No one has established whether the plane flying over Manchester United's Carrington training ground last week was on a spying mission, but if it was, you can guarantee it was not uncovering information about Wayne Rooney. What more could be learned?
Only to predict the unpredictable, perhaps, which would sum up his performance in this FA Cup fourth-round tie last night. Coming on with half an hour to go, Rooney transformed a difficult contest against Portsmouth with two goals. The first was simple, the second outstanding.
Receiving the ball 30 yards out, he accelerated, drew his foot back as if he was planning to unleash thunder, and then chipped exquisitely over David James into the top corner. It was a goal worthy of winning the Cup itself and Sir Alex Ferguson will have drawn satisfaction that it was scored with only seven minutes to go. That, Arsène Wenger is alleged to believe, is deep into the time when United are supposed to wilt.
In fact, both Rooney's goals came after the 70-minute mark but to be fair to the Arsenal manager, Portsmouth did score in the closing moments, Pedro Mendes' shot deflecting off Kanu and past Tomasz Kuszczak's dive. Nevertheless, Ferguson could not resist commenting: "I thought Portsmouth were beginning to look tired when we scored." Touché, Mr Wenger.
On Rooney's second goal, he added: "It was a marvellous piece of imagination and audacity. He had a freshness about him. He lit the place up as soon as he came on. If he gets a run of goals, it'll make a big difference to this team." The big difference yesterday was in the age of Ferguson's side. Perhaps stung by Wenger's theory, he went to the opposite extreme, leaving Rooney on the bench and resting fellow youngster Cristiano Ronaldo completely. Ole Gunnar Solskjaer and Henrik Larsson formed a strike force with a combined age of 68. And, in case that duo flagged, the rest of the team was sprinkled with 30-somethings, namely Ryan Giggs, Paul Scholes and Gary Neville.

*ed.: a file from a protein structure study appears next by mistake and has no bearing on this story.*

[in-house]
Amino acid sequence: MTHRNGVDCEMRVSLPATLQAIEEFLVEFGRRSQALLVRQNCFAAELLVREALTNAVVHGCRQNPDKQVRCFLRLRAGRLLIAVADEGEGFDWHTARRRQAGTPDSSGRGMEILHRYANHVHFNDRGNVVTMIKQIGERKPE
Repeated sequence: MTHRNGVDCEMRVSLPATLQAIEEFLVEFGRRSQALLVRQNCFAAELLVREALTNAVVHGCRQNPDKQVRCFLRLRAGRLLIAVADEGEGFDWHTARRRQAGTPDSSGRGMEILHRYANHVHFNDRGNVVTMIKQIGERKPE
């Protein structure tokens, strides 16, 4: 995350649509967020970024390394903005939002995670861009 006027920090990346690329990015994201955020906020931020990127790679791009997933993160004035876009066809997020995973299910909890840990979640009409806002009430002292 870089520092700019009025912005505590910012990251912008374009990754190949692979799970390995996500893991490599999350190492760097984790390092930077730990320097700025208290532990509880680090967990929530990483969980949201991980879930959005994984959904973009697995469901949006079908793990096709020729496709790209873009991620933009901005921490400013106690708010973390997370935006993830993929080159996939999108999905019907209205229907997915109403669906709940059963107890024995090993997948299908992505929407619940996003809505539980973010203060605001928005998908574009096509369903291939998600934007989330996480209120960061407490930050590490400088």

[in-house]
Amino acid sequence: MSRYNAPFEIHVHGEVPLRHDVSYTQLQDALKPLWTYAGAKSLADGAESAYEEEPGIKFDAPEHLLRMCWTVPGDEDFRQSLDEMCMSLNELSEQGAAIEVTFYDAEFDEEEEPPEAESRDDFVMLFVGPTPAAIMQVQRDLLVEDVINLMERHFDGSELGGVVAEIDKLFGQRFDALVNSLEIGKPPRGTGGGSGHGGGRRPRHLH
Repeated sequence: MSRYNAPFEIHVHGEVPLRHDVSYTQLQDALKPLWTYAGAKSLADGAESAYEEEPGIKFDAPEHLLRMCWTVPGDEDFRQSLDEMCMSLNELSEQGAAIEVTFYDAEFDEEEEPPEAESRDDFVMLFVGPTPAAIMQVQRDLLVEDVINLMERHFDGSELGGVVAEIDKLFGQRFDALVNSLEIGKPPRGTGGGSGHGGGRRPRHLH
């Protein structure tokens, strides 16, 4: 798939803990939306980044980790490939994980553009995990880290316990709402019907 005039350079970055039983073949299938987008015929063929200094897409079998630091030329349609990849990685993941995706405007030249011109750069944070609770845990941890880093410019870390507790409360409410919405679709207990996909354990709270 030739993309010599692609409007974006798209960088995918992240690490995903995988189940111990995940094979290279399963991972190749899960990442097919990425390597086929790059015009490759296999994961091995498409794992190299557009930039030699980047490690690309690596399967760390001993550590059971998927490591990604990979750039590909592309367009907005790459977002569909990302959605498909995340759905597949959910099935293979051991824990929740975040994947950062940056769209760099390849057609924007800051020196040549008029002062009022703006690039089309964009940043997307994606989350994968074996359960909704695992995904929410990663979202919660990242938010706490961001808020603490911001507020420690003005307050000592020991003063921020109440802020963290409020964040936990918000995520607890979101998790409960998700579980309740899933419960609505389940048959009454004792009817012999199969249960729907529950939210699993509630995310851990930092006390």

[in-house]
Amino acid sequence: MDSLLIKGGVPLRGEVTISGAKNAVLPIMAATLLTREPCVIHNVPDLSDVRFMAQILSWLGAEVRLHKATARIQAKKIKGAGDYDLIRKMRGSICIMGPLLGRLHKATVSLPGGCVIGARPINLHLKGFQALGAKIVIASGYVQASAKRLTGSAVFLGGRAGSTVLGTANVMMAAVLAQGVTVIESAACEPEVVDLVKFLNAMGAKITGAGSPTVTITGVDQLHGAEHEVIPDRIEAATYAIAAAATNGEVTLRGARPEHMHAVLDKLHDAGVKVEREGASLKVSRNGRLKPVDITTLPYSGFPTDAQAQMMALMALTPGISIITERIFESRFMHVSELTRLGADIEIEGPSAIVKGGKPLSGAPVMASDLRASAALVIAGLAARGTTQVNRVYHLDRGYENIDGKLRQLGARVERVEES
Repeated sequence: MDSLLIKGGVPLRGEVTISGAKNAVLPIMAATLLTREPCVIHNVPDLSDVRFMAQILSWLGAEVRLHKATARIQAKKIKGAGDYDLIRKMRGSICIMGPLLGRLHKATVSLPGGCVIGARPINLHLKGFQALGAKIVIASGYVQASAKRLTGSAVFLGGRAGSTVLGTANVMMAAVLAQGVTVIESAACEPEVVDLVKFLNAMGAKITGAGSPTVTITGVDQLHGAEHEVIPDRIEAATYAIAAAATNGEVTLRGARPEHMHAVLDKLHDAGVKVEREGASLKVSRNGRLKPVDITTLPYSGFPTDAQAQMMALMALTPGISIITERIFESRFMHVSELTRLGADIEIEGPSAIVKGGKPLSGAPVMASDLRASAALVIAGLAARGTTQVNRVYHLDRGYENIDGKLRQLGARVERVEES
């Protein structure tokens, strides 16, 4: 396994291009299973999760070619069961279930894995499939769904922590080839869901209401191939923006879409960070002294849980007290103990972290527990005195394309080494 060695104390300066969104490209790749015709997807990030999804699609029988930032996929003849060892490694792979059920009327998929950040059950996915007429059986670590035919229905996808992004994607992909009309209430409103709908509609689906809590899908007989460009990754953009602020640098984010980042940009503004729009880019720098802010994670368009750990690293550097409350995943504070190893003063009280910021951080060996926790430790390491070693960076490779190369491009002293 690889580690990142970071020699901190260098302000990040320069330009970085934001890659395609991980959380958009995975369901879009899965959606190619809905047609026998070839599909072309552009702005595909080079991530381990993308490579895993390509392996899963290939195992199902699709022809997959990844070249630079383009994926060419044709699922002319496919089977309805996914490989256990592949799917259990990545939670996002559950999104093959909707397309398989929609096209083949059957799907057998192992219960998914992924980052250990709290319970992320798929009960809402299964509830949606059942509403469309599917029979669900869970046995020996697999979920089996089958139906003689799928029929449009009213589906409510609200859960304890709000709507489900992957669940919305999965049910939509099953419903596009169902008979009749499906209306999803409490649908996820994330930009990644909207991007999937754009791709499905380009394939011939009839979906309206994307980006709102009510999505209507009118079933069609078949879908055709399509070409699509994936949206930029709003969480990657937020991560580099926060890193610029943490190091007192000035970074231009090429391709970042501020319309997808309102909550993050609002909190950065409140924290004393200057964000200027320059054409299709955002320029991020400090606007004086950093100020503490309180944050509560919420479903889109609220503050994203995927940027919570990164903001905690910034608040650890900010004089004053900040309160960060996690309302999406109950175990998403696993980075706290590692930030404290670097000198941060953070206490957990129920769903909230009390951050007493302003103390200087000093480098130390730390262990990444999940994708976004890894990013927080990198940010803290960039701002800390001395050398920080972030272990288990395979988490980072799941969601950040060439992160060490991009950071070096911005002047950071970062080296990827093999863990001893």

In keeping with the theme, Portsmouth included a United old boy, too, and Andy Cole formed enough of a distraction after four minutes to allow Gary O'Neil to steal in behind the home centre-backs, a threat that was only dispelled by Tomasz Kuszczak's diving at the Pompey captain's feet. O'Neil claimed a penalty; the television evidence was not conclusive.
Nor was it damning nine minutes later when Nemanja Vidic believed he had opened the scoring with a powerful header from Ryan Giggs' corner. David James took some of the pace off the ball but it needed Pedro Mendes to clear just before the full circumference had crossed the line.
United upped the tempo and were unfortunate not to score before the interval. Glen Johnson almost ran Giggs' pass into his own net after 38 minutes and his blushes were saved only by James kicking the ball away as he lay on the ground. A minute later the Portsmouth goalkeeper made a more conventional stop, reaching to tip Michael Carrick's header over the bar.
Neville forced James to dive low to his left after the break but Cole probably should have put Pompey ahead after 54 minutes when Mendes pulled back from the right. Instead of trusting his left foot, Cole prodded with his right and the shot lacked power.
Larsson lashed a ferocious volley past James two minutes later only to have his effort disallowed incorrectly for offside, and Scholes forced a flying save from the Portsmouth goalkeeper. But Old Trafford was getting impatient and the cries for Rooney were getting louder before Ferguson introduced him.
The effect was instantaneous, but even Rooney's exertions seemed likely to prove futile when United took the lead after 77 minutes. Larsson played a clever ball to the left that pushed Giggs beyond the retreating rearguard and when he crossed low to the edge of the six-yard box, Rooney side-footed in.
That was straightforward finishing, the second was extraordinary. At the end a cold Manchester night echoed loudly to "Rooney, Rooney". So loud you could have heard it in a plane.Reuse content